QUESTION: In Big Hero 6, and I was surprised to see that the protagonist’s flaw (Hiro coping with the loss of his brother) and the antagonist’s flaw (Professor Robert Callaghan coping with the death of his wife) were essentially the same. Are a lot of movies like this?
It actually may help to pretend that all movies were written this way. They’re not, obviously, but it’ll help you model a certain archetypal structure: the antagonist as a dark mirror of the protagonist.
Hero introduced: flaw introduced, goal introduced. Let’s say the hero is selfish.
Antagonist introduced: more powerful than the hero. Also selfish, though possibly not overtly so (you can maintain some mystery here).
Hero struggles for goal in some genre-specific way. Learns incremental lessons from each struggle. Every time he is selfish, he gets punished by the author/universe. He is resistant to this lesson.
The antagonist opposes heroes and succeeds. His success despite his evil seems like a karmic imbalance, but…
Hero begins to change in the direction of the theme. In this example, he realizes selfishness may be costing him. He becomes less selfish, but for selfish reasons (pretending to be unselfish gets him more stuff!).
Act two B:
The hero uses his new approach successfully. He starts to win victories (major or minor. It seems he may even be more powerful than the antagonist. But he’s faking it till he makes it, and in a crucial challenge he fails, creating the lowest moment/dark night of the soul/false death or whatever other structural nonsense you prefer.
The hero learns a lesson for real, and becomes unselfish for unselfishness’s sake. Before he was pretending to change, now he’s changed for real. In the final showdown the antagonist seems unbeatable, but the hero’s change coupled with his former self allows him insight.
He sees that the antagonist’s greed, and, relating to it, is able to exploit that, bringing down the bad guy once and for all. The moral is charismatically reaffirmed: the hero changed and won, the bad guy didn’t and was consumed by his greed (or whatever else).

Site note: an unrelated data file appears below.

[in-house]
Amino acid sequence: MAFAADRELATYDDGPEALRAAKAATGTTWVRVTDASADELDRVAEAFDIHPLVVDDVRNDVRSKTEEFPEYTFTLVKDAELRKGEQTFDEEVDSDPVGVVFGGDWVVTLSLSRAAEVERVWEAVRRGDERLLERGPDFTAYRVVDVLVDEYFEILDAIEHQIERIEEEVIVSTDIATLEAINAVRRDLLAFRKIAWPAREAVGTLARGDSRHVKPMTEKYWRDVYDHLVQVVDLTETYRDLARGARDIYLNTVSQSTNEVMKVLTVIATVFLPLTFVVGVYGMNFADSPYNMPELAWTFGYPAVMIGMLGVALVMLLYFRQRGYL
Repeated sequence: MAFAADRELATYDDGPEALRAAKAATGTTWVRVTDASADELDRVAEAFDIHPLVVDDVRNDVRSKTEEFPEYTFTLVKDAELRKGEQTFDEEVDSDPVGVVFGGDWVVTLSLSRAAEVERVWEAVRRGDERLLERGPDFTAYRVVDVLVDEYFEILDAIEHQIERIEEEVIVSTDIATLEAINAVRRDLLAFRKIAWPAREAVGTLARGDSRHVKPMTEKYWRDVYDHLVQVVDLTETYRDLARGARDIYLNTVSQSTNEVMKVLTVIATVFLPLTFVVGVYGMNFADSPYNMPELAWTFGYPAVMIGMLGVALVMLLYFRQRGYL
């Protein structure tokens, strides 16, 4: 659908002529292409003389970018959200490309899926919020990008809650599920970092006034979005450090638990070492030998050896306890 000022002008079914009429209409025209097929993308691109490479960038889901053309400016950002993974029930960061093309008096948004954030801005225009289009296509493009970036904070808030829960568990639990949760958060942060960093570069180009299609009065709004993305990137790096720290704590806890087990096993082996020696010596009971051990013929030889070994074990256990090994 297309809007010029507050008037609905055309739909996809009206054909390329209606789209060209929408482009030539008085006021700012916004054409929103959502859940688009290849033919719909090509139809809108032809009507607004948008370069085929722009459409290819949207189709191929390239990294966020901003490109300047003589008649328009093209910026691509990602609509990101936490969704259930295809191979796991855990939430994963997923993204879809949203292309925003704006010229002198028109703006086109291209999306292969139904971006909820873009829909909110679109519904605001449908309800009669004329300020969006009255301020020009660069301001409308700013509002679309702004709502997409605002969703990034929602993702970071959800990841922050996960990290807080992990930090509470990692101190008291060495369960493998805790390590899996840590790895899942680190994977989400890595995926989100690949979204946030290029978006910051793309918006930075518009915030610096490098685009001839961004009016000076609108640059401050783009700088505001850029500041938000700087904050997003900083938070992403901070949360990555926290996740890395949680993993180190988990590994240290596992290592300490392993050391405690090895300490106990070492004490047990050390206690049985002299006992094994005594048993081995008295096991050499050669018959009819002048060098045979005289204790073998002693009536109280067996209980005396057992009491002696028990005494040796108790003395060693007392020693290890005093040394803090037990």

Hero learns for real, embodies the change. He sees antagonist (powerful, evil) but realizes antagonist is a dark mirror of himself and by some (genre specific) way, exploits that and wins. Story becomes thematic propaganda for whatever lesson you want. By doing X, hero stops being Y and wins. By being Y, antagonist was always vulnerable, and despite the clear power advantage, was beaten by the power of change and the theme.
The dark mirror antagonist may seem reductive, but it’s actually more common than you might think.
The advantage of this approach is that it forces you to include a theme and an arc, if that’s what you’re going for. It also unifies the protagonist and the antagonist, preventing harmfully random choices. It also gives you an immediate take on how the final showdown/climax/catharsis is going to go. Once you know the arc, it’s easier to write a big finish.
The disadvantage is that it’s a little pat, and has a tendency to feel moralistic and kiddish. That said, it can be tweaked to suit a highbrow script as well as a lowbrow one.
While not every script can or should apply to this formula, it’s a useful addition to your toolbox. If you’re ever stuck on a script, try applying it. It will generate some ideas whether you end up using it in the finished product or not.